Actually, it looks like the Big 3 are each burning through 2.5 billion a month, according to FBN.  So, it's even worse than we thought.

I think the A) scenario is feasible, as there is already precedent, since Chrysler got a 1.5 billion dollar loan in the '80's, and most importantly, paid it back in full. So it's not like this money went down a rathole. I believe the loan option is the way to go, provided there is strict oversight on business operations, and the companies involved show good-faith efforts to change their practices. Just making it a 50 billion dollar cash give-away will only make it possible for them to come back in a year and say, 'We need more money.' The bailout just puts off the inevitable.

Having said that, I don't think this can go forward without a sacrifice. One of the big 3 may have to fall on its sword in order for the industry as a whole to survive and move forward.  It's horrible to consider, but the auto industry needs to understand there is no going back.


I'd recommend the documentary Who Killed the Electric Car? for anyone curious about the events around the EV1, which was GM's aborted attempt at an electric car.

Once you see this, though, you're likely to be so angry at GM that you'll want to see the company go bankrupt.  GM certainly had a chance to get a head-start on the rest of the world, but they decided not to pursue it, for whatever reason.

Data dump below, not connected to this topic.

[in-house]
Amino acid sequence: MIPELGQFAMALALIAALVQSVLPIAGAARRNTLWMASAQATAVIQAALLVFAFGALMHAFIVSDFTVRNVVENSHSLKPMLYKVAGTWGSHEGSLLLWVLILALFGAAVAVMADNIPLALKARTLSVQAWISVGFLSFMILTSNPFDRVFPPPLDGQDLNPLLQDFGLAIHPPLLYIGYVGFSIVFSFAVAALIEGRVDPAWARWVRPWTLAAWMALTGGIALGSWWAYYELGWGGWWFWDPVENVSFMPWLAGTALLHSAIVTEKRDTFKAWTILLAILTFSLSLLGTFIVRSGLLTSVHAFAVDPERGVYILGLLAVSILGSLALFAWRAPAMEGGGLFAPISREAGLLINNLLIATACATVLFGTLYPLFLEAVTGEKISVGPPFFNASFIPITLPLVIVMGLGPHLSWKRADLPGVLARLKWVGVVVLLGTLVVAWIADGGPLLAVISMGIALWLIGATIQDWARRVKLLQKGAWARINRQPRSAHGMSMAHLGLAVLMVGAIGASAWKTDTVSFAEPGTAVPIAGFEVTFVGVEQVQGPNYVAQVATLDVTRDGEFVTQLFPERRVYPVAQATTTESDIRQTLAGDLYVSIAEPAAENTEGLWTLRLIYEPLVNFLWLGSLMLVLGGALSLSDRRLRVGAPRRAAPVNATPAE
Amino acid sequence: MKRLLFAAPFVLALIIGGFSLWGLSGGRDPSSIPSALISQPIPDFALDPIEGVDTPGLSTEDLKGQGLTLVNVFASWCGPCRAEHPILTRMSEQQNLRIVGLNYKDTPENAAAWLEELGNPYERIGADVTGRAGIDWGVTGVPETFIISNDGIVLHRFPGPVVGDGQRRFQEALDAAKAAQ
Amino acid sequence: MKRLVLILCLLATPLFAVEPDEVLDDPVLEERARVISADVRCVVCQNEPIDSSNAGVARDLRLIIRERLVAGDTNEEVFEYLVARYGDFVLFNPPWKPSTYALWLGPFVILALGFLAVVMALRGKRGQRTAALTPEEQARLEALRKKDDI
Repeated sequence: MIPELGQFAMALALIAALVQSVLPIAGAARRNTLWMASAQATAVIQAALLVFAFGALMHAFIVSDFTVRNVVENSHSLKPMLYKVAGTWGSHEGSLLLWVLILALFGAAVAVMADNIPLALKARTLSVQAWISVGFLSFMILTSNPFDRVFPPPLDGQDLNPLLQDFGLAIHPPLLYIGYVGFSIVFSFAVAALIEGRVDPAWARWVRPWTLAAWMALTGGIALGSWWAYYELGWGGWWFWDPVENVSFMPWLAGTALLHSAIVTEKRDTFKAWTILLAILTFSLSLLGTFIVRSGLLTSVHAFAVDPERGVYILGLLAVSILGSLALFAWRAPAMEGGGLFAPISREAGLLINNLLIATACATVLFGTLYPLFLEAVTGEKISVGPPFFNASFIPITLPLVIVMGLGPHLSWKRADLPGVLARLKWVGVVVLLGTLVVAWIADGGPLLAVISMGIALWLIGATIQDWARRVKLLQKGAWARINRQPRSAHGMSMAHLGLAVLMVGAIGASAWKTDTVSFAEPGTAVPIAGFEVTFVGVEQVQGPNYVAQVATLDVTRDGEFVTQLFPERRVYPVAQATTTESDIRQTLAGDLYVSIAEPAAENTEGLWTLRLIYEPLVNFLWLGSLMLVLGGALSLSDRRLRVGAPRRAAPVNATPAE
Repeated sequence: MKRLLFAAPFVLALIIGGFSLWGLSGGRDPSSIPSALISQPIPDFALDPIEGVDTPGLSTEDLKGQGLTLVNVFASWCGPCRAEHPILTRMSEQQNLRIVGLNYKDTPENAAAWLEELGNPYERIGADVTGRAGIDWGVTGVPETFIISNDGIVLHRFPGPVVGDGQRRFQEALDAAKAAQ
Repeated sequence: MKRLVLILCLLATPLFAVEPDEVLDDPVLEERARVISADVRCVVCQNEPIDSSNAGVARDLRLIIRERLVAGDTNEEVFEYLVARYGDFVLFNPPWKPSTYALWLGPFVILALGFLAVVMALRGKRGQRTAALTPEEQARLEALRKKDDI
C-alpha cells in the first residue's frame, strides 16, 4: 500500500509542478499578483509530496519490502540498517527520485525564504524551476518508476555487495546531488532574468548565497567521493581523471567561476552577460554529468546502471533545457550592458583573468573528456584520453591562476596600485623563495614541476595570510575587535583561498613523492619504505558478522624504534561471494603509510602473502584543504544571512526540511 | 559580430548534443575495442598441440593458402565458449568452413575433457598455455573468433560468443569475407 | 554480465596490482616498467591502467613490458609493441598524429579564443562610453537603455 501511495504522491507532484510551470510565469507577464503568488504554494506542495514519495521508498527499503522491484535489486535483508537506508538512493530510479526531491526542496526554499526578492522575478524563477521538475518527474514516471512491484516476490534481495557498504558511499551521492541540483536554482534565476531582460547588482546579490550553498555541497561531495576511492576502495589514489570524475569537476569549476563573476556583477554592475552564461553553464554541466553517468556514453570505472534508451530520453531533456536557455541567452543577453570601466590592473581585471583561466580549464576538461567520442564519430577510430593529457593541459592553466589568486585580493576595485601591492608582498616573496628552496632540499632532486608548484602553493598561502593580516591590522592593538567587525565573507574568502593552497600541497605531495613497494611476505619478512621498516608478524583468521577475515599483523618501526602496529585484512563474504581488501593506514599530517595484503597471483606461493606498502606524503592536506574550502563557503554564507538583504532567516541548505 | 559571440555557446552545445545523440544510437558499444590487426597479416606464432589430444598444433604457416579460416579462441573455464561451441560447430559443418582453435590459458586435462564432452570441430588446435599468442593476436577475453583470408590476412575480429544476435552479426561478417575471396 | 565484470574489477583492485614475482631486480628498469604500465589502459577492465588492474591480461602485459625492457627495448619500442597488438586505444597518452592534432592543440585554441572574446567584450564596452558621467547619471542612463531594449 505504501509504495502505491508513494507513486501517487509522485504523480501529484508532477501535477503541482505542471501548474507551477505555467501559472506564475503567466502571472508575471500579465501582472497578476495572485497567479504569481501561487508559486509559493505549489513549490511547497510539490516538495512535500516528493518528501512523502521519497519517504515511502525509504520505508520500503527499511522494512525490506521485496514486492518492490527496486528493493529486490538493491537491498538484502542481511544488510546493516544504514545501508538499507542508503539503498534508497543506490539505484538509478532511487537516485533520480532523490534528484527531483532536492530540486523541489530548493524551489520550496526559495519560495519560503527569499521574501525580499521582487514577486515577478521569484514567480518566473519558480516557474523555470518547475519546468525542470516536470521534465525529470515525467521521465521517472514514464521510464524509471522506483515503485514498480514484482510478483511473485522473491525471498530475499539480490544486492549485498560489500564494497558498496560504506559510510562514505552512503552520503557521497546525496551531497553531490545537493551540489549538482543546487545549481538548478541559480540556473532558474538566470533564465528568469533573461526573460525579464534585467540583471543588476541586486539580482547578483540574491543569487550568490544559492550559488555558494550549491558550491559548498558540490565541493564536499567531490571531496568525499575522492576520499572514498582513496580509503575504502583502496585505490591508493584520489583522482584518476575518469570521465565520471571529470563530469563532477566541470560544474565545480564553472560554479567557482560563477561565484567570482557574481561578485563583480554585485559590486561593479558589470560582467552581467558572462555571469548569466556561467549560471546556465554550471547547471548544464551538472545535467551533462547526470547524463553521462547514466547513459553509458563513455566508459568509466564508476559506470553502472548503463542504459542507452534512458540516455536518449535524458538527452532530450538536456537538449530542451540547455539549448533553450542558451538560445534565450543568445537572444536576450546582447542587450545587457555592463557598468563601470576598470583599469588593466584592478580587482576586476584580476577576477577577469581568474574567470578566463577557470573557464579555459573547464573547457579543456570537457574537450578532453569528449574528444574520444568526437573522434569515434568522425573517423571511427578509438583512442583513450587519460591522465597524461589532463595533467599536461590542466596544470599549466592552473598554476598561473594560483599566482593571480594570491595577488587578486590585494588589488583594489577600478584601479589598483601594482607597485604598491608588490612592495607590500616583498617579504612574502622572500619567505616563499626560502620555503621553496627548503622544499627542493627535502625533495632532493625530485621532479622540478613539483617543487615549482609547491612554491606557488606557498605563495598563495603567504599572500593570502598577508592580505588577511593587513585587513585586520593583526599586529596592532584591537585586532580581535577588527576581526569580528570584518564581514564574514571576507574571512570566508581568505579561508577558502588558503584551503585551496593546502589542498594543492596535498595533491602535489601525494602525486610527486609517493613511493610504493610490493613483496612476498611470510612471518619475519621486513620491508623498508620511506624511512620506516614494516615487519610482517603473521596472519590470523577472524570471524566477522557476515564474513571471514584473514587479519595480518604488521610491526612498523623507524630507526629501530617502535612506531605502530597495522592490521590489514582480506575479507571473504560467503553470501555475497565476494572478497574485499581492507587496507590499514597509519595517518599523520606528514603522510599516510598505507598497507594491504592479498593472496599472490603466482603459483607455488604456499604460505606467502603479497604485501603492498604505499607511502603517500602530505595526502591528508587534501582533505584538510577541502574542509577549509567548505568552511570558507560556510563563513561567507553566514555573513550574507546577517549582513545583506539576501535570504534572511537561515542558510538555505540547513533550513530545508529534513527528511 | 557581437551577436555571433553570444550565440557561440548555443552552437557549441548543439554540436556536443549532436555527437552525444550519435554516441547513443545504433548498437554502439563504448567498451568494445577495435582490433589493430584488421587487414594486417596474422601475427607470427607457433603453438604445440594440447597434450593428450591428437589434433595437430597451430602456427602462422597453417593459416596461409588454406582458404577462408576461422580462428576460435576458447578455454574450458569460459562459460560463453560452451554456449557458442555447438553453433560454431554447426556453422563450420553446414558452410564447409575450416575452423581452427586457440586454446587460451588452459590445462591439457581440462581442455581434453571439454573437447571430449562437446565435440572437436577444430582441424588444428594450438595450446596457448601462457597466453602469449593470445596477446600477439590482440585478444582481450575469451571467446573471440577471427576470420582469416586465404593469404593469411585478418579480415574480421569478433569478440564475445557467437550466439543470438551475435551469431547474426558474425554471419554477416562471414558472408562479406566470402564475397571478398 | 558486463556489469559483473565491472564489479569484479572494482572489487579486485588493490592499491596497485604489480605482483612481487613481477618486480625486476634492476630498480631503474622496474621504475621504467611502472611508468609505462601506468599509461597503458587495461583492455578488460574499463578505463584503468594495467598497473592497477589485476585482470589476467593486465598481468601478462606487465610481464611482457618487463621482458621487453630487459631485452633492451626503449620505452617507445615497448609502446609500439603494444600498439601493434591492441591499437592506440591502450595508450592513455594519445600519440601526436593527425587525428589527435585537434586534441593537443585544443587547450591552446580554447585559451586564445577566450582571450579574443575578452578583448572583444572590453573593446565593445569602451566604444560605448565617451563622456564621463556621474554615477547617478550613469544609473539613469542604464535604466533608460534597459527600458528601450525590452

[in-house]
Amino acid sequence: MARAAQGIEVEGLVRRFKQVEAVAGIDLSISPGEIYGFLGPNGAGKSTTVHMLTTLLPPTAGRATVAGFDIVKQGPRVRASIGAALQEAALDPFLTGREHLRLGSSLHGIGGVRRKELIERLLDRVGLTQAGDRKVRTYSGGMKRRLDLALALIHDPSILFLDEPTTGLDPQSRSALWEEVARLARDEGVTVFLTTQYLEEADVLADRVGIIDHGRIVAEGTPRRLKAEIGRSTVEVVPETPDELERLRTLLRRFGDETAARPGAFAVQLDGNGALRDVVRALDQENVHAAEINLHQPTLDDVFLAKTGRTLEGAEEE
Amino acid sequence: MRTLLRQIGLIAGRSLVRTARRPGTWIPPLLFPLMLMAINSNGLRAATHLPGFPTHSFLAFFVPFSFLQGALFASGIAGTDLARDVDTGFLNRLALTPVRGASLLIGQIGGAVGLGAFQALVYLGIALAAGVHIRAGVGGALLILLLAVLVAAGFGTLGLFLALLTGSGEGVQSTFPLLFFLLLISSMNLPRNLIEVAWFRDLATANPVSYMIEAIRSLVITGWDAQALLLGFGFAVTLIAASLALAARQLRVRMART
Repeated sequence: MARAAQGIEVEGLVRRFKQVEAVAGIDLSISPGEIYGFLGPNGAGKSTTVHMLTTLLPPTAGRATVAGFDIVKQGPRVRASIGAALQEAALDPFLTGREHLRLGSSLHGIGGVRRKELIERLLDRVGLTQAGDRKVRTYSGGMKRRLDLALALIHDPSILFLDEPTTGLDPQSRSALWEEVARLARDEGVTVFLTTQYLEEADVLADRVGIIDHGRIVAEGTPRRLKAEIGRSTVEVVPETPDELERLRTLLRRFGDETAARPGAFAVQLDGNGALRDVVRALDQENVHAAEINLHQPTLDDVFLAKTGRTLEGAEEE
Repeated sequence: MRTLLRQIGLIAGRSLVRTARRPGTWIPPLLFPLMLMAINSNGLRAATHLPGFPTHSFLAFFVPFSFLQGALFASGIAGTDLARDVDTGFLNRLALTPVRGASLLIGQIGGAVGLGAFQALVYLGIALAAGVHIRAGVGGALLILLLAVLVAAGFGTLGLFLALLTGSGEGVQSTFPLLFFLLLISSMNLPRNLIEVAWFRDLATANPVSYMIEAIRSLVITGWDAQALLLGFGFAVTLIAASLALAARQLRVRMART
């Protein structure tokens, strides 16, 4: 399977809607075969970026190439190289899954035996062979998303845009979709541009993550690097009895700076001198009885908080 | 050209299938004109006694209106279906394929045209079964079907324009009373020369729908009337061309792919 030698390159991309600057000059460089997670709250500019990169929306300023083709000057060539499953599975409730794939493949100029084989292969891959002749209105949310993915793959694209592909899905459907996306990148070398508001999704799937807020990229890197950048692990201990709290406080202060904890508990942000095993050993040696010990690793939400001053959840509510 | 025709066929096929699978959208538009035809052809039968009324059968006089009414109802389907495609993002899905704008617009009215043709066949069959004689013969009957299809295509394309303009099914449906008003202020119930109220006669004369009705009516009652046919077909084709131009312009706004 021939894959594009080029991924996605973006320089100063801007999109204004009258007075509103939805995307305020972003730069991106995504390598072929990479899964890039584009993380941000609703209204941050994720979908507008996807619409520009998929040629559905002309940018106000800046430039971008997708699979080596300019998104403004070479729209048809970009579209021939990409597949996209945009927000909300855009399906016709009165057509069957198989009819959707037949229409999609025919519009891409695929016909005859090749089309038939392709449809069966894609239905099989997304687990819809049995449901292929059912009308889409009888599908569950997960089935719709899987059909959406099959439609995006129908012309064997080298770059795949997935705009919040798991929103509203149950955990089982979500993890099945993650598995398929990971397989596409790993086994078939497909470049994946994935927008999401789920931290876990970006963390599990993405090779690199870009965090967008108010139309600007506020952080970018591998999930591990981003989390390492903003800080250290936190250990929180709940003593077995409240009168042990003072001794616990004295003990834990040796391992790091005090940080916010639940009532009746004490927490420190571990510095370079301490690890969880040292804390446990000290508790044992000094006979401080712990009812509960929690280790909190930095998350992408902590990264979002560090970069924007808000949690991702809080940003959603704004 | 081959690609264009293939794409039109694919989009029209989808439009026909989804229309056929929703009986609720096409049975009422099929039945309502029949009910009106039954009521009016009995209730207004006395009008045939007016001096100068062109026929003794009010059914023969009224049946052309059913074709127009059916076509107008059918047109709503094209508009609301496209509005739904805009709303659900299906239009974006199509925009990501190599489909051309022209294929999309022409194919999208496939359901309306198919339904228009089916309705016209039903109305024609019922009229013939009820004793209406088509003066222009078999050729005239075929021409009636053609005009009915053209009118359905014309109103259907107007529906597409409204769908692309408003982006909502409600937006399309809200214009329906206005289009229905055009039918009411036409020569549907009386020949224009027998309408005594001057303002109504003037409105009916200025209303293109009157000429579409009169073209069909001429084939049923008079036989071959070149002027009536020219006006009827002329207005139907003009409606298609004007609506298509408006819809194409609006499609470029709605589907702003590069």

Here's my thought about bailing out the Big 3: I'm against it. Yes, Mike, you're right, there will be bloodletting,  and many people will be hurt by it. But at this point, I don't see how you can make GM/Ford/Chrysler change their ways. Just giving them 25 Billion dollars when they're already burning through 1 billion a month will not change anything. Give the Big 3 that money now, I guarantee they'll be back in a year, asking for another bailout.

Someone has to be allowed to fail. The industry will fight change until there is a catastrophic loss that makes them realize the old way of doing things is done. Declare bankruptcy, restructure, reorganize, and streamline your operations. There has to be outside oversight. There are still gas-guzzlers on the drawing boards there. Didn't GM just introduce a new Hummer? That kind of thinking needs to stop Today.

It takes years to get a car from the drawing board to the showroom, that's just the nature of automotive design. Once GM makes the choice and says, 'Yeah, this is our next car for the new year,' a plant somewhere has to begin the massive retooling effort to start manufacturing those cars. None of this happens quickly.